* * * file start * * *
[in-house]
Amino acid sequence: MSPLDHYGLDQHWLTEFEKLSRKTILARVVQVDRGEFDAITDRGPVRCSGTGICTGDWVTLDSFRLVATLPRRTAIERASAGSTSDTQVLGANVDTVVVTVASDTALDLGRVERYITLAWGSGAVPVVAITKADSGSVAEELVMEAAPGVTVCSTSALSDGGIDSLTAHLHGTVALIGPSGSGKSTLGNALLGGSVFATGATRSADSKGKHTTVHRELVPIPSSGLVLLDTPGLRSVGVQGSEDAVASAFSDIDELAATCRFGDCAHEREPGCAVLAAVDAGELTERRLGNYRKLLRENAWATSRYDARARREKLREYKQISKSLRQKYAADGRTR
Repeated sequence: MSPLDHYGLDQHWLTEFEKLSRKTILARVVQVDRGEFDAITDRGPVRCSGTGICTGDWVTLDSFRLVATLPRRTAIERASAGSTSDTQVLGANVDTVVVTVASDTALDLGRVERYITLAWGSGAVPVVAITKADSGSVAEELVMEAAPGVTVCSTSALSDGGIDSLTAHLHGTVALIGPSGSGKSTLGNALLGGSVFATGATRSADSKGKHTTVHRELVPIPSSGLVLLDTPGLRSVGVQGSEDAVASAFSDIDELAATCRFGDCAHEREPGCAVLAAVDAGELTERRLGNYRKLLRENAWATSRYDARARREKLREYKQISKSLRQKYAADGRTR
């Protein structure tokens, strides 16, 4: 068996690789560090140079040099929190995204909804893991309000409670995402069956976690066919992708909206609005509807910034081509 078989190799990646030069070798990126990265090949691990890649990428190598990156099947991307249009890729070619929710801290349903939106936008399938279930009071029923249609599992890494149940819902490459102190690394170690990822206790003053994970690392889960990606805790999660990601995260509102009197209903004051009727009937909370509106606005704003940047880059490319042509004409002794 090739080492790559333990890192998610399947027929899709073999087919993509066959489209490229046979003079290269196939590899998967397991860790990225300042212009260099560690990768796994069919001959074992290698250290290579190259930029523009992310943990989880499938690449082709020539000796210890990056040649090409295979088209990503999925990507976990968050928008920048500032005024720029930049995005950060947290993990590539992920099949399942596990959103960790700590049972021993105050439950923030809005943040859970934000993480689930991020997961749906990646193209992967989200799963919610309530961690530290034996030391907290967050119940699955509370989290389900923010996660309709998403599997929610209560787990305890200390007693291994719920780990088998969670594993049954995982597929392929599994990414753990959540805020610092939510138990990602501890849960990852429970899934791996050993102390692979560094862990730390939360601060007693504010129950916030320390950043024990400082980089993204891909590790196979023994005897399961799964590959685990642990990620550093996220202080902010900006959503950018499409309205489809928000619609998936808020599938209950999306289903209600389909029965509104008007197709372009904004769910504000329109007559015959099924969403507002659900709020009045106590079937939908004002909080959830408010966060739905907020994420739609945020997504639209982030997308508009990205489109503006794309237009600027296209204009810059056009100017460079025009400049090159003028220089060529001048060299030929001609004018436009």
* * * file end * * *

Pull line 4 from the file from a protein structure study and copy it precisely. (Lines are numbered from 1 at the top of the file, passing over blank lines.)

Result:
């Protein structure tokens, strides 16, 4: 068996690789560090140079040099929190995204909804893991309000409670995402069956976690066919992708909206609005509807910034081509 078989190799990646030069070798990126990265090949691990890649990428190598990156099947991307249009890729070619929710801290349903939106936008399938279930009071029923249609599992890494149940819902490459102190690394170690990822206790003053994970690392889960990606805790999660990601995260509102009197209903004051009727009937909370509106606005704003940047880059490319042509004409002794 090739080492790559333990890192998610399947027929899709073999087919993509066959489209490229046979003079290269196939590899998967397991860790990225300042212009260099560690990768796994069919001959074992290698250290290579190259930029523009992310943990989880499938690449082709020539000796210890990056040649090409295979088209990503999925990507976990968050928008920048500032005024720029930049995005950060947290993990590539992920099949399942596990959103960790700590049972021993105050439950923030809005943040859970934000993480689930991020997961749906990646193209992967989200799963919610309530961690530290034996030391907290967050119940699955509370989290389900923010996660309709998403599997929610209560787990305890200390007693291994719920780990088998969670594993049954995982597929392929599994990414753990959540805020610092939510138990990602501890849960990852429970899934791996050993102390692979560094862990730390939360601060007693504010129950916030320390950043024990400082980089993204891909590790196979023994005897399961799964590959685990642990990620550093996220202080902010900006959503950018499409309205489809928000619609998936808020599938209950999306289903209600389909029965509104008007197709372009904004769910504000329109007559015959099924969403507002659900709020009045106590079937939908004002909080959830408010966060739905907020994420739609945020997504639209982030997308508009990205489109503006794309237009600027296209204009810059056009100017460079025009400049090159003028220089060529001048060299030929001609004018436009």